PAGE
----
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How to say yes or no, and please, in Cicero's tongue

Note: I will add more tomorrow

I want to share this, I've found this very interesting paragraph in an old French Latin book, I will edit this post if I found other interesting on the topic.
If you have addition, I will include them, but only if you have a source, that can be checked.

Answering yes or no to a question:

"In lieu of repeating the question, it's possible to:

-to express "yes", using the affirmative adverbs:

-sane quidem
-ita plane
-ita profecto
-ita est.

= all meaning "yes".

To express the negation, using negative adverbs:

-non vero
-non Hercle vero
-minime vero
-nihil vero minus
-nihil sane
-ne... quidem
-non ita
-non ita est

= all meaning "no".


I go to bed, so I'll had the sources tomorrow.

-Si tibi placet = literally if it pleases you = like the French "s'il te plaît".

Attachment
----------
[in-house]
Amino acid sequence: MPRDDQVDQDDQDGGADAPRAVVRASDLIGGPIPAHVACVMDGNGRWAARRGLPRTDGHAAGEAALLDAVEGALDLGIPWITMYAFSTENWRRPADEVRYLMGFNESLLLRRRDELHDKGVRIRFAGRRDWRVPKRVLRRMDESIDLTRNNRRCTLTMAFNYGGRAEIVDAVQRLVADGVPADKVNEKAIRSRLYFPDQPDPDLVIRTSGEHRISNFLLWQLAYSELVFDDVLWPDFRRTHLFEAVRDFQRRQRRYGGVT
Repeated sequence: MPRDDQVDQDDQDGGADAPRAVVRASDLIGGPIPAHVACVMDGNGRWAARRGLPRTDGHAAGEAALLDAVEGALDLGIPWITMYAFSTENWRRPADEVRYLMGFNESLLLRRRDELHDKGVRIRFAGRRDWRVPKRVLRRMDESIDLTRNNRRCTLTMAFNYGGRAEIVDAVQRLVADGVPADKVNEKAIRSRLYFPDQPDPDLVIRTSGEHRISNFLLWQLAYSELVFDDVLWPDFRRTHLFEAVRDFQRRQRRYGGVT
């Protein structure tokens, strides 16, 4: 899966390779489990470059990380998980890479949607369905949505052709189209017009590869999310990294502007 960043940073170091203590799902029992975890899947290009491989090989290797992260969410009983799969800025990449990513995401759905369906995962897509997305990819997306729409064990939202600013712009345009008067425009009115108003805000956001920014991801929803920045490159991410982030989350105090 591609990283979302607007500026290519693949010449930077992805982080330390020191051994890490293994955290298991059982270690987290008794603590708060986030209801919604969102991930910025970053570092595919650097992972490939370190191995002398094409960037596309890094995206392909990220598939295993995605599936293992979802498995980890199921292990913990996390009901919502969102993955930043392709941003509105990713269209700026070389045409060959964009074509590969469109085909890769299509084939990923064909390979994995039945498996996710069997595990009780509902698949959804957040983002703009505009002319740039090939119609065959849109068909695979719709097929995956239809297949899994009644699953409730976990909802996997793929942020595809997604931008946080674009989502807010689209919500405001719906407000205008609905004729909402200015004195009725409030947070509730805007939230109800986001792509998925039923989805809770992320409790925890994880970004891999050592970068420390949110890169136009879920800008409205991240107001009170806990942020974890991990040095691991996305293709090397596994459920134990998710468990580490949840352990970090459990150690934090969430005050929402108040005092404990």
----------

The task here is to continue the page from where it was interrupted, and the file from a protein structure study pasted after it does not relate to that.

-Si vis (if you want)

-Quaeso, literally I beg (you).

-amabo te, Literally I will love you (if you do that)

November 23, 2019



You forgot sic, meaning yes (gave rise to Italian sì). :)


Volgav vitsenanieff nivya kevach varatsach.


Thank you. In reality, I didn't forget it, I want to add more, with references in texts, but I have no time for now. It takes time to search.
(I had only the time to paste this extract from one grammar book, with many examples of yes/no.)


I've seen "Sic est," as well.


yes all of these could mean yes but, no? just think about it, none is a universal answer and every single one of them need context. What's the point of writing a list which can never be complete or correct? You learn the meaning of those words/expressions separately and then maybe use them in replies accordingly to what you want to answer. This, I'm sorry doesn't make any sense...

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